• Restaurant scheduling templates help you create shift schedules easily, and the mobile app notifies employees of their shifts as soon as you publish them.

  • Employees can request time off via the tool, and you can immediately approve or decline those requests, and fill gaps in the schedule.

  • With dozens of POS integrations, you can keep track of sales in relation to labor costs, making sure you stay on track.

Understanding the needs of your restaurant and of your employees can help you create the best shift schedule for everyone.

Building and managing your shift work schedules can be a challenge. For all the basics and some advanced techniques to master the art of scheduling, check out: Shift Schedules: The Ultimate How-To Guide.

Frequently Asked Questions

How do I determine my minimum staffing needs?

Your minimum staffing requirements should cover the base level of what you need to function in your restaurant. This includes daily tasks as well as enough staff to cover the projected number of customers in your restaurant.

How do I determine my maximum staffing needs?

Determining maximum staff is harder than minimum, and the best way to determine the most staff members you’ll need is to look to your sales trends and projections. This is easier when you integrate your POS with your scheduling software.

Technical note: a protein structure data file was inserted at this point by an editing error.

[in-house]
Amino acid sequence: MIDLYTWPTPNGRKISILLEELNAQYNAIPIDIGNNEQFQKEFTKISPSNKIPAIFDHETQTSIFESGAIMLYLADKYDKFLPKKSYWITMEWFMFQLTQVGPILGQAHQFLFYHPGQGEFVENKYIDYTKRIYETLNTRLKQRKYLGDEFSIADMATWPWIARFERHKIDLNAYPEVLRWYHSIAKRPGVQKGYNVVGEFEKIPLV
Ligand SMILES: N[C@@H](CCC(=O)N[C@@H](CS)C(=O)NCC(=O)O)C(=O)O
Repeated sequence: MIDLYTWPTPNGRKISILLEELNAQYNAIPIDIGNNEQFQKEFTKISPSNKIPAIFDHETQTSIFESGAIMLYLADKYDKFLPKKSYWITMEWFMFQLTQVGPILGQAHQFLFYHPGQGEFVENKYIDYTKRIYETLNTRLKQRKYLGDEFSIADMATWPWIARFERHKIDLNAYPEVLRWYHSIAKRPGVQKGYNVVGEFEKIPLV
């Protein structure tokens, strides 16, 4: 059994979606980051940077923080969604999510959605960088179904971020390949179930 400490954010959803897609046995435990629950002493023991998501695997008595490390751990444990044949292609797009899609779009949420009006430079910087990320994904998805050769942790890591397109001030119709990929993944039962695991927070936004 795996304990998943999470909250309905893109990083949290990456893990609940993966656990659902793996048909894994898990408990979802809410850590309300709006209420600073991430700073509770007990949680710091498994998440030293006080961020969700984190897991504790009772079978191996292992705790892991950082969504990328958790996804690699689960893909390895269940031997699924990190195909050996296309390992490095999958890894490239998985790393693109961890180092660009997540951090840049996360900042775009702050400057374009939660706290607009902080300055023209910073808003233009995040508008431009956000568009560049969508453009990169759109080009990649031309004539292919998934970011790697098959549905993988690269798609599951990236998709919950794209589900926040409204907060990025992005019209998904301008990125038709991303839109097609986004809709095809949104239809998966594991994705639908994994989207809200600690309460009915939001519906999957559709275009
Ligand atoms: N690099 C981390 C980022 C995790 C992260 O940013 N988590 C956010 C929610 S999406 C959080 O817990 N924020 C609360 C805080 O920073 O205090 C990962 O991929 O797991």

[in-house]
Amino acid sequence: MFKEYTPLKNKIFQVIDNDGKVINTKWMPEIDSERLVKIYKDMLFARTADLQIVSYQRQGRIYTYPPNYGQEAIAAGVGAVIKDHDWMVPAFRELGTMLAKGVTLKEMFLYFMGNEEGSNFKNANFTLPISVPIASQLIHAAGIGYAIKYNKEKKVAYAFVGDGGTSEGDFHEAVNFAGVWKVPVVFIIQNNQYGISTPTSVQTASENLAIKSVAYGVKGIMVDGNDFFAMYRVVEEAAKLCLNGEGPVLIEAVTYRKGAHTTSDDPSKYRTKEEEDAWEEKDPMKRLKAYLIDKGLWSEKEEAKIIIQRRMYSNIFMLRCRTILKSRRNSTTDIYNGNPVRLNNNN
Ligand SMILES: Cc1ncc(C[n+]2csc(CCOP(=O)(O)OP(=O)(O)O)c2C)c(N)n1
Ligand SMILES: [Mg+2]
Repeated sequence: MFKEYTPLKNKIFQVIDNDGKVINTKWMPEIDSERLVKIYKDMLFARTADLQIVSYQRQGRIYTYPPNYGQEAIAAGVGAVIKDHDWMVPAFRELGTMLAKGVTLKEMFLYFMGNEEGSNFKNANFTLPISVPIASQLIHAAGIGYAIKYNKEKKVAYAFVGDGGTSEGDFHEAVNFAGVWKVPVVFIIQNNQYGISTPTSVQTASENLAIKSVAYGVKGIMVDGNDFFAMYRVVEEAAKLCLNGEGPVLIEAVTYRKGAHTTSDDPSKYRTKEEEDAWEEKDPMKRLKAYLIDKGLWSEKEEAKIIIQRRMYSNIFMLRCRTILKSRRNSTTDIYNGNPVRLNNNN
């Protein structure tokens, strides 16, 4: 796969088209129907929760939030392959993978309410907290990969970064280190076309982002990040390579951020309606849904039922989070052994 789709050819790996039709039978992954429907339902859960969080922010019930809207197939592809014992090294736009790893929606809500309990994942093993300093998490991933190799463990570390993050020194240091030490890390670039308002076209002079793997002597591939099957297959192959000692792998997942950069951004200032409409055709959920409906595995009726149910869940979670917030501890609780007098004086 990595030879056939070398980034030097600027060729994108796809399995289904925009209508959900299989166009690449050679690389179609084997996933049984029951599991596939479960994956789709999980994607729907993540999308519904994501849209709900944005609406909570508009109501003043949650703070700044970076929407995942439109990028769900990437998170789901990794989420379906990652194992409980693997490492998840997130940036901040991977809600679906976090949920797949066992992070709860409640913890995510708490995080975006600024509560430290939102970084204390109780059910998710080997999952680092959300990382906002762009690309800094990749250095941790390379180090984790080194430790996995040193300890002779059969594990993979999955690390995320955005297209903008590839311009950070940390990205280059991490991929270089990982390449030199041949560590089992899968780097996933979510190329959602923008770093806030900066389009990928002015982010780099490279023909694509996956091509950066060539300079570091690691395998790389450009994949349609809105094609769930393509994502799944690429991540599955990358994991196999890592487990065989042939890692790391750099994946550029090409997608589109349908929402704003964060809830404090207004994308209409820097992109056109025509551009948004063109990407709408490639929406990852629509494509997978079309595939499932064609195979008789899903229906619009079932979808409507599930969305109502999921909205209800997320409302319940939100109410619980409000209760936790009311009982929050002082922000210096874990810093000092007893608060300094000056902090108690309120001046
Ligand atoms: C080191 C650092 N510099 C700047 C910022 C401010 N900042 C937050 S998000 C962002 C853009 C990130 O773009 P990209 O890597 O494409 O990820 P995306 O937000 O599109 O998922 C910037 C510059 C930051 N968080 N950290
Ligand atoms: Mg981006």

1. https://www.nrn.com/workforce/red-robin-lays-some-field-corporate-level-staff ↩︎

  2. https://pos.toasttab.com/blog/restaurant-management-hiring-tips ↩︎

  3. https://www.shrm.org/hr-today/news/hr-magazine/1117/pages/is-on-call-scheduling-on-the-way-out.aspx ↩︎

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Laurie Mega
Laurie Mega

Laurie is a writer with family in the restaurant industry. She lives near Boston with her husband and two boys and has been published in HomeandGarden.com, The Economist, and more.